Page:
Julie Wood is a Director and Leader of Major Complex Projects for Arup. She talks to The Industry Leaders about the challenges she faced early in her career, and why it's vital to "shout early" if you find a problem.
How did you end up sitting where you are today?
I very nearly didn't. I wanted to take technical drawing and metalwork at school, but those were not topics for girls at that time. I discovered that I could become an apprentice engineering technician. I started with a firm in Teesside, doing a day-release BTECH in Civil Engineering.
I loved it, within weeks I was producing drawings for structures in South America. Progressing through a degree and chartership, I was often the 'odd one out' on-site; being a fan of Middlesbrough Football club and, of course, being female. Sometimes people were surprised at what I could do.
What kind of work does your role involve?
I am a Director of Arup, and a leader of Large Complex Capital Works projects. A Fellow of the Institution of Civil Engineers and Honorary Fellow of the Association for Project Managers. I lead large (700 people) multi-disciplinary design teams. I also advise clients from the very start of projects, covering benefits, procurement, risk, and value and troubleshooting projects. Within Arup, I am responsible for growing more leaders of large projects and knowledge sharing across large projects.
What gets you excited about your industry?
The opportunity to shape a better world and to harness the intellect in teams so we can develop long-term solutions for clients. To develop solutions to difficult problems and use less precious resources to deliver sustainable outcomes.
What's the best advice anyone ever gave you?
Compete in what you are good at and what you enjoy. At the time, I was putting myself up against some of the best engineering designers in the world. I didn't like the advice at the time - which probably means it was well-targeted. I took stock, and my strengths are definitely around leadership, strategy, dealing with complex situations, and delivery. Once I understood that about myself, I progressed formally and more importantly enjoyed my work even more.
What, or who inspires you?
There are aspects of many people that inspire me. It ranges from great sporting legends, business people, musicians, scientists and individuals I come across in my working life. From a holistic perspective, it would have to be Isambard Kingdom Brunel for the range of work he successfully delivered and his ability and interest to deal at both a macro and micro level.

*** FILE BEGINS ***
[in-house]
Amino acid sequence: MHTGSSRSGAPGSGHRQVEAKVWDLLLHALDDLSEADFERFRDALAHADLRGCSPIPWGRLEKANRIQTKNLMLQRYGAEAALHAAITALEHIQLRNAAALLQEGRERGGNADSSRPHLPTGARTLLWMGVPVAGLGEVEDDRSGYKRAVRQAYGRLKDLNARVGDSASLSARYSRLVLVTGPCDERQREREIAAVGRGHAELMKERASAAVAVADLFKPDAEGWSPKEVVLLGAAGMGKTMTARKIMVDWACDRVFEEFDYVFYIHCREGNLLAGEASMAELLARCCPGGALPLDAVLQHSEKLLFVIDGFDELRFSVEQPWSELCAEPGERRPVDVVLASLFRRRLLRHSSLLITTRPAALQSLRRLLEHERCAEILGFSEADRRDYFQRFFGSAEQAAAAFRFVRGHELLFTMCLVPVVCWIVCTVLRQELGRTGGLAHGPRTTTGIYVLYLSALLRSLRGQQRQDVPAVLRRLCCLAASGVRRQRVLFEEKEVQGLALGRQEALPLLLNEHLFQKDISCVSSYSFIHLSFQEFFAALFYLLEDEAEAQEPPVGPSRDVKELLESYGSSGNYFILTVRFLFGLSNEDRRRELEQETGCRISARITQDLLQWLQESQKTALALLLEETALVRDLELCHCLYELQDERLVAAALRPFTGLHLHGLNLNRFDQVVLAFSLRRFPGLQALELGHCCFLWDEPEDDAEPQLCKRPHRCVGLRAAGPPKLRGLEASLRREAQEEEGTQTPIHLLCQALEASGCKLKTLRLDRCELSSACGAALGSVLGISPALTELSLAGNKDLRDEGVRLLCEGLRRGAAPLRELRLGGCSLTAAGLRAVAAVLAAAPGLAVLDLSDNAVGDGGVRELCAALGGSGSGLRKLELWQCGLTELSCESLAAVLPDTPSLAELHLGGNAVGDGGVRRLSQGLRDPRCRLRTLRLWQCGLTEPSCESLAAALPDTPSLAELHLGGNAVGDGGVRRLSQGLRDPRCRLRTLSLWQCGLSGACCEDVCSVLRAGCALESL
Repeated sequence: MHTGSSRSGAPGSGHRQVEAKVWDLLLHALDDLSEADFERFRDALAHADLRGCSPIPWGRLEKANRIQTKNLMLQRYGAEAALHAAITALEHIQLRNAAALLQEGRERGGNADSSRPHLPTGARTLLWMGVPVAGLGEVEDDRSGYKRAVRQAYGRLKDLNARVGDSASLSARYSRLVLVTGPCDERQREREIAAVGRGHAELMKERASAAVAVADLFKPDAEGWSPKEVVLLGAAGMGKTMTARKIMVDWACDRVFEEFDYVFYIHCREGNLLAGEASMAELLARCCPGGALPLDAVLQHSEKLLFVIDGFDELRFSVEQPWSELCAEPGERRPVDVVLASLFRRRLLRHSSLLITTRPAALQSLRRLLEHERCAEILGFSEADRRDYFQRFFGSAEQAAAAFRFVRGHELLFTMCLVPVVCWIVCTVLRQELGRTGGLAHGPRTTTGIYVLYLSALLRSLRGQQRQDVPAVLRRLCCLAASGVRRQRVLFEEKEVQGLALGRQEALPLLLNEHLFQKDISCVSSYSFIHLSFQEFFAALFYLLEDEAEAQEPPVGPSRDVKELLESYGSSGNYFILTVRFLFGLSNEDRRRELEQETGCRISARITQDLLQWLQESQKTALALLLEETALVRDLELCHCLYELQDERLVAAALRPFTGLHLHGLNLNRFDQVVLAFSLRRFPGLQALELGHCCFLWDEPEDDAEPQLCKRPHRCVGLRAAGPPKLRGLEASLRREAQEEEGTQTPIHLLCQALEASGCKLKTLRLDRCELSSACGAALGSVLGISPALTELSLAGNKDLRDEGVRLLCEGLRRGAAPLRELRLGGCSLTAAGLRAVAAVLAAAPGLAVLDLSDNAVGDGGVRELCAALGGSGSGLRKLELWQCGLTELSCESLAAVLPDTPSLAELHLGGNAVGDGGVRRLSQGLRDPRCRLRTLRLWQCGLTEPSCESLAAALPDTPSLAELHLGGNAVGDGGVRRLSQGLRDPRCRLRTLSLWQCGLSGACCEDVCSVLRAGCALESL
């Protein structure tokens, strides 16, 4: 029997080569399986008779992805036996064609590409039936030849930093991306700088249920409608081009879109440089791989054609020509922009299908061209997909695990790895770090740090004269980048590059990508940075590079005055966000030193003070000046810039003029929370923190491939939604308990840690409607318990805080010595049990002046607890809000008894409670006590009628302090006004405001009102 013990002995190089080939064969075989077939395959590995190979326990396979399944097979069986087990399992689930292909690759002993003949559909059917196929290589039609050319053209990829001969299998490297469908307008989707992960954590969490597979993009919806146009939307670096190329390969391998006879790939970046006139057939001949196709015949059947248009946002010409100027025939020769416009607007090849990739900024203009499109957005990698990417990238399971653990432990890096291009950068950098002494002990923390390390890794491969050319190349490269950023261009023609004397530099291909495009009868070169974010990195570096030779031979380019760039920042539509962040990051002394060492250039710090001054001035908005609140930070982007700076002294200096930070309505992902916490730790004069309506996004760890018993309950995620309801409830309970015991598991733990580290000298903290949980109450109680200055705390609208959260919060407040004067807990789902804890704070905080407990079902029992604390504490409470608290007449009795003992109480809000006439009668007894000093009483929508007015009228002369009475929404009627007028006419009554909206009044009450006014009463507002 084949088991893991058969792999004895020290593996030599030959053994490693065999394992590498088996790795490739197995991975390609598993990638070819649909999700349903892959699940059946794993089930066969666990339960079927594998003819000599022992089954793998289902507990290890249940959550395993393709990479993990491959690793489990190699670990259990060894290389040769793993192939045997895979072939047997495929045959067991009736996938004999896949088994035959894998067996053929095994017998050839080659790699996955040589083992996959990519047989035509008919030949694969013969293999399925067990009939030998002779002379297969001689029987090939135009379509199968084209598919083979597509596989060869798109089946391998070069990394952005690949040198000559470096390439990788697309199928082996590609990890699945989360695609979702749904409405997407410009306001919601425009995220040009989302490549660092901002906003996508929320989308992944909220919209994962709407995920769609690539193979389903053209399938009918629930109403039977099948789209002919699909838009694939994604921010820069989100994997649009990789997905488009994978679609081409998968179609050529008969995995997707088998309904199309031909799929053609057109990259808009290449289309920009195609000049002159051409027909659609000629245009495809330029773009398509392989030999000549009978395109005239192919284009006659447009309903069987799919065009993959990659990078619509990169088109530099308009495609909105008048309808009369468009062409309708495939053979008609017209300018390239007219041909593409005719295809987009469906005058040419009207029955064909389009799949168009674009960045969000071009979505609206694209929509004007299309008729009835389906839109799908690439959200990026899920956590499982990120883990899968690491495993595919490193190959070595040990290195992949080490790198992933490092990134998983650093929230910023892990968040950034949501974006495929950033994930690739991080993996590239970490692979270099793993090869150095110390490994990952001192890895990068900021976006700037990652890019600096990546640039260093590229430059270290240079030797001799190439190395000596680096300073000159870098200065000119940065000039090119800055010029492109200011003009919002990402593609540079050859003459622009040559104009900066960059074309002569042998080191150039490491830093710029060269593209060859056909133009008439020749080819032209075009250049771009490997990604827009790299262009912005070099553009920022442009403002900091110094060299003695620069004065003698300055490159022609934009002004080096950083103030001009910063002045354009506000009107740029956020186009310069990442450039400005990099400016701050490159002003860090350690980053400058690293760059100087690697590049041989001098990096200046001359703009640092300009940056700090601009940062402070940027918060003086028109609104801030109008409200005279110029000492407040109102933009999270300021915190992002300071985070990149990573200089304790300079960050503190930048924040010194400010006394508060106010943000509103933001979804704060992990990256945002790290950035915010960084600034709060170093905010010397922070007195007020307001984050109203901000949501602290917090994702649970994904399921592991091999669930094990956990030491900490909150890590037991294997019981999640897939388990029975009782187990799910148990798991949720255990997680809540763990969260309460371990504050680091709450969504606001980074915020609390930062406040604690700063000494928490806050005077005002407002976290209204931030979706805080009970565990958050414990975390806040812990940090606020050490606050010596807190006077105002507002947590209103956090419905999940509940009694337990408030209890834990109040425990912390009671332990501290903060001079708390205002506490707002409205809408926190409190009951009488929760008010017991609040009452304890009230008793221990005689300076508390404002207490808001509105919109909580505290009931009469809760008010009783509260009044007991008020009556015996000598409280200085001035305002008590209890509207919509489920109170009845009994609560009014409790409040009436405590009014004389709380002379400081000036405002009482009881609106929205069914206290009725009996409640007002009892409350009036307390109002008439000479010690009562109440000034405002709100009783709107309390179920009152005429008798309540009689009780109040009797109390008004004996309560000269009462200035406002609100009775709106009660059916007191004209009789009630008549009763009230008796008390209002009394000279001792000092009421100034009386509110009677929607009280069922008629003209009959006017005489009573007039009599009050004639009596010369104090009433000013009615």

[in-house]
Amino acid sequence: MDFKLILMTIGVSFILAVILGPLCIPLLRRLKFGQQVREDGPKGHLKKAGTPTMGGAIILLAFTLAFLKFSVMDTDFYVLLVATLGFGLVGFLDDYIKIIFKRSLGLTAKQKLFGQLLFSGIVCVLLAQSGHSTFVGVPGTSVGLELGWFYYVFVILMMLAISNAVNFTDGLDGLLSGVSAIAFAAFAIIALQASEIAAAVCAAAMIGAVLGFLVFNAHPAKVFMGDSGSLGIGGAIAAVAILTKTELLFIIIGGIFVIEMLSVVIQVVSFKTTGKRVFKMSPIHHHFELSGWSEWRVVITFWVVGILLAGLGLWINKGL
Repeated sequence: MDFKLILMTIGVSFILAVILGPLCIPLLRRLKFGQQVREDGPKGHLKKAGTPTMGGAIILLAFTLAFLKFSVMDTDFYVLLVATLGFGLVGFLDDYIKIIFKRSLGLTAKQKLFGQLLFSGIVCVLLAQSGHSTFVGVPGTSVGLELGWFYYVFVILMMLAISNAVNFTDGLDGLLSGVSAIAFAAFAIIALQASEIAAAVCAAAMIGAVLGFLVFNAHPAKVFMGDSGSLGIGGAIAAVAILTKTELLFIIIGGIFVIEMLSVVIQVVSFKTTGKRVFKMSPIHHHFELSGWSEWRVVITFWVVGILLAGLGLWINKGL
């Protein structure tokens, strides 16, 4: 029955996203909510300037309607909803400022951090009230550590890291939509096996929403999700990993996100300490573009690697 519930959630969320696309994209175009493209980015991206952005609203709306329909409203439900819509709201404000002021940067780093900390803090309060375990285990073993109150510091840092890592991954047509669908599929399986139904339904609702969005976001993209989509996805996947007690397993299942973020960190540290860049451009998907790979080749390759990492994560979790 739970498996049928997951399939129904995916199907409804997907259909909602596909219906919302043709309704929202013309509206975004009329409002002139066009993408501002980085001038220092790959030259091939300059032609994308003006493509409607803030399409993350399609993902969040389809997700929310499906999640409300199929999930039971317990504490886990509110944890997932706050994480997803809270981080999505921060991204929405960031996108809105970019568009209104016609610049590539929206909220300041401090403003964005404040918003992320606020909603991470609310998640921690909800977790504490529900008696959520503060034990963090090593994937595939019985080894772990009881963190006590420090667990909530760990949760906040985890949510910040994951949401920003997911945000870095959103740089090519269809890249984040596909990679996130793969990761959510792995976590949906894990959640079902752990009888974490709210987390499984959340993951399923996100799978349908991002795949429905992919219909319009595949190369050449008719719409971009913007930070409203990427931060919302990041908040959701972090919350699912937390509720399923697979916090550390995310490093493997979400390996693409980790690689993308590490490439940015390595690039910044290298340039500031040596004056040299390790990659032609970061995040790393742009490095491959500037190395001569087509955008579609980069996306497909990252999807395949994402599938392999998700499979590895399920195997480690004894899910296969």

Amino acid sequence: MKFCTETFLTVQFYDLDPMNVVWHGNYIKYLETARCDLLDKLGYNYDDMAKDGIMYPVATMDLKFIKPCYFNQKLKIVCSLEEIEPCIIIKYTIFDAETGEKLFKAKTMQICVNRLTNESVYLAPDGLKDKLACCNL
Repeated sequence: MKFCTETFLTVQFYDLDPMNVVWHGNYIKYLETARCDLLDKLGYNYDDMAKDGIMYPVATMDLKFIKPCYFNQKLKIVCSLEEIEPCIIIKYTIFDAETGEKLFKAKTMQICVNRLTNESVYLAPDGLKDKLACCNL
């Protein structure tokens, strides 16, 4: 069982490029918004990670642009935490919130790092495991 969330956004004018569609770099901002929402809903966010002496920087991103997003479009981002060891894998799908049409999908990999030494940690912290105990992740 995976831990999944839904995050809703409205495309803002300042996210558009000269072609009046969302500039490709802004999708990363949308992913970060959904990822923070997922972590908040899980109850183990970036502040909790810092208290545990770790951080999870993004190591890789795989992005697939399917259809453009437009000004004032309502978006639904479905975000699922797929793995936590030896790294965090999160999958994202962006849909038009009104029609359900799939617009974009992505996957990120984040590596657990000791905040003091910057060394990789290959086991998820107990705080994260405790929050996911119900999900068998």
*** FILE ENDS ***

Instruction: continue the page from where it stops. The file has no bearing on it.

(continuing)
How do you keep up to speed with what's happening in the industry?
That's quite a challenge - there is so much information out there. I enjoy news programmes, most construction journals and magazines, and reading The Economist to give a global perspective. I also enjoy networking events and can't wait for us to attend these in-person again, rather than on-line.
What was the most challenging project or assignment you've worked on?
In construction, and given I deliver complex projects, many have challenges from time to time! A particularly challenging one was when I had to broker a solution between a consultant and client when the consultant made an error.
I was the Client representative. I considered that the consultant had been brave to raise the error, even though it would have emerged later. The client was 'after blood'. We worked together to solve the situation, and by doing this, the problem was overcome. My message to people is 'shout early' if you find a problem.
You finish work today and step outside the office to find a lottery ticket that ends up winning $10 million. What would you do?
My son is trying to make it as a poet at the moment, and that is a difficult path - so I would set him up so that he had no financial worries. I'd also help my daughter to purchase more of the flat she is part-owner of.
I adore music so an upgrade to our stereo would also be in order!
I'm a good photographer, so a Leica with a range of lenses would be a must, too.
A few holidays would also be on the list, of course with the camera!!
How do you switch off after a day at work?
Pre-Covid I used my commute (1.5 hours) as the start of my switch off. I have had to modify that now, so I read for 30 minutes, and listen to some music with my partner whilst we chat.
If you had one wish for the future of your industry, what would it be?
That we achieve zero-carbon.
What book or podcast should everyone know about?
Isobel Myers Briggs. Gifts Differing. I was exposed to this in my late 20s, and it really helped me understand people, different styles, and be able to flex my own style.
How should people connect with you?
You can connect with me via LinkedIn: www.linkedin.com/in/julielwood.